Step 2: Start doing what DOES work!
In my experience these things often help...
Being sensitive - noticing what effect your words and actions have on the person
We speak of this as "feeling your way" into being a constructive supporter - learning by experience what is helpful and what isn't.
Have integrity - Be natural - Be yourself!
Avoid taking on an "act", "image","false front" or "role" e.g. as "Caring person" or "Problem-solver", "Counsellor" or "Healer". Depressed people are often vulnerable to cruel exploitation, in which a caring, counselling or "Let me fix you" kind of act or behaviour is really put on as an image-booster (ego trip) for the person trying to be suppportive.
Have the courage to be genuine - if you don't feel caring, then for goodness sake don't put on a pretence of it!
False or self-centred support rarely works. It can even re-bound on the person who is playing "a part" instead of genuinely and spontaneously expressing their true feelings and nature. The acid test of sincerity and genuineness is that you are not hurt or angry or frustrated if the depressed person does not respond in the way that you want them to.
If you genuinely feel caring, and counselling or healing flows naturally, then by all means do it, but don't "beat yourself up" if you do not feel caring or sympathetic - being honest and genuine and in touch with your real self and your real feelings is helpful to both of you.
Look after your own needs and support and those of others in the situation
Being around someone who is depressed can be very "wearing" or "draining". You might also find yourself getting frustrated or angry. Don't judge yourself harshly about this - just get the relief, breaks and support that you need. Feelings that are ignored or "bottled up" are likely to make things worse and are deterimental to health and healing.
People who are markedly depressed often have very little to give to others. Being demanding or critical in this situation is likely to increase their depression (they already feel bad about being dysfunctional) and decrease how much they can give to you, to a job, or to others e.g. children etc.
Both of you may benefit from spending time:
- apart and alone
- separately with supportive friends and in revitalising activities
- together with supportive friends and in re-vitalising activities
- with a professional counsellor, therapist, healer, stress consultant or your GP
- in a formal or informal self-help and support group of fellow sufferers or carers
Lonely brooding thoughts can produce "spiralling down"
Encourage depressed feelings to be expressed or shared so that the "negative energy" flows out rather than being held in and distorting perceptions. Cognitive Behavioural Therapy [CBT] can help with these.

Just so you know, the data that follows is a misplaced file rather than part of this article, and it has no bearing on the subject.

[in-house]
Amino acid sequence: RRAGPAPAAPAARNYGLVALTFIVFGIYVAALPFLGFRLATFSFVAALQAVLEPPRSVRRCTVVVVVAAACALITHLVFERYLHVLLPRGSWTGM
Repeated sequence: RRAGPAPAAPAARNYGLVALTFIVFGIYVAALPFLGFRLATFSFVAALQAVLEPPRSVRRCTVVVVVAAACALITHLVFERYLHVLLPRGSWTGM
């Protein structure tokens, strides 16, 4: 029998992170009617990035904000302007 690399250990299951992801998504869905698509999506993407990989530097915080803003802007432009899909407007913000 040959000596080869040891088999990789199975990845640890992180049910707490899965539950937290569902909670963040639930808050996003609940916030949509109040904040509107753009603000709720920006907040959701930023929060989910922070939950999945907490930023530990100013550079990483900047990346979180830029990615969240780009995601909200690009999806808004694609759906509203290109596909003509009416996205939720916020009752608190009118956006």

Intellectualised over-thinking, debating, arguing
Change the subject or activity when a depressed person is "massaging" (creating more ) depressed feelings by depressed intellectualised over-thinking. Consider ignoring this kind of conversation - do not try to correct it or you will just drive the person further into isolation.
Gentle physical activity or massage if possible can help body energy to move. Just allowing them to moan, sigh, move around in depressed posture can help to contact the feelings and get them moving. It is important also to enquire if suicide has been contemplated, and if so how they would do it. Contrary to popular opinion, talking about suicidal ideas and feelings does not increase the risk, it generally REDUCES THE RISK.
Disidentification from depression
Depressed people (sometimes encouraged by those around them) tend to label themselves as "depressed" or "depressive". The first step in moving out of depression is to see that depression is just a state of feeling and of mind - it is NOT who or what we are - it can change. Encouraging memory of happier times can help, especially if the depressed person can take the lead - prompting with a photo or other memorable object is the best way.
Another good way to disidentify is to imagine that her depression is a person - what kind of person would it be? - what gender, what age, what personality. This is an old Buddhist trick - to see the state of mind as an image helps separate it from oneself.
Peeling the onion of depression!
Depression is like an onion - layers form on top of layers. Before we can get them to know and share the roots of their depression, we must explore the outer layers of the onion - how they feel about being depressed and what judgements and blame (of self or others) they are indulging in. Usually there is a lot of feelings of failure and worthlessness just because of suffering depression.
Break vicious cycles
Break the vicious cycle of depressed feelings creating depressed thinking which generates more depressed feeling. Depressed people are often very much "in their head" - with negative thoughts that generate more depression. Breathing exercises are very helpful to interrupt "stuck" unwanted thinking and refresh the mind and body.
Re-connect the Depressed Friend or Family member with their "Inner Light[ness]"
Depressed mood and thoughts arise when we are in the experience of "Life is not Working". Re-connecting to our inner and outer resources is a key aspect of recovery. Finding creative and uplifting activities and companions can be very helpful. In cases of Seasonal Affective Disorder ["SAD" syndrome], reconnection to "inner light" [faith, spirituality, life-purpose, psycho-intuitive hand-reading or intuitive massage] can be very helpful for some people.
For more things that DO WORK! click here
Help with Depression for Carers & Sufferers: UK Courses Personal Stress/Depression Management Coaching
Coping, Helping & Supporting Someone Who is Depressed
The Depression Carer Mindset
STEP 1: STOP doing What does not work! STEP 3: Model Lifestyle Change!
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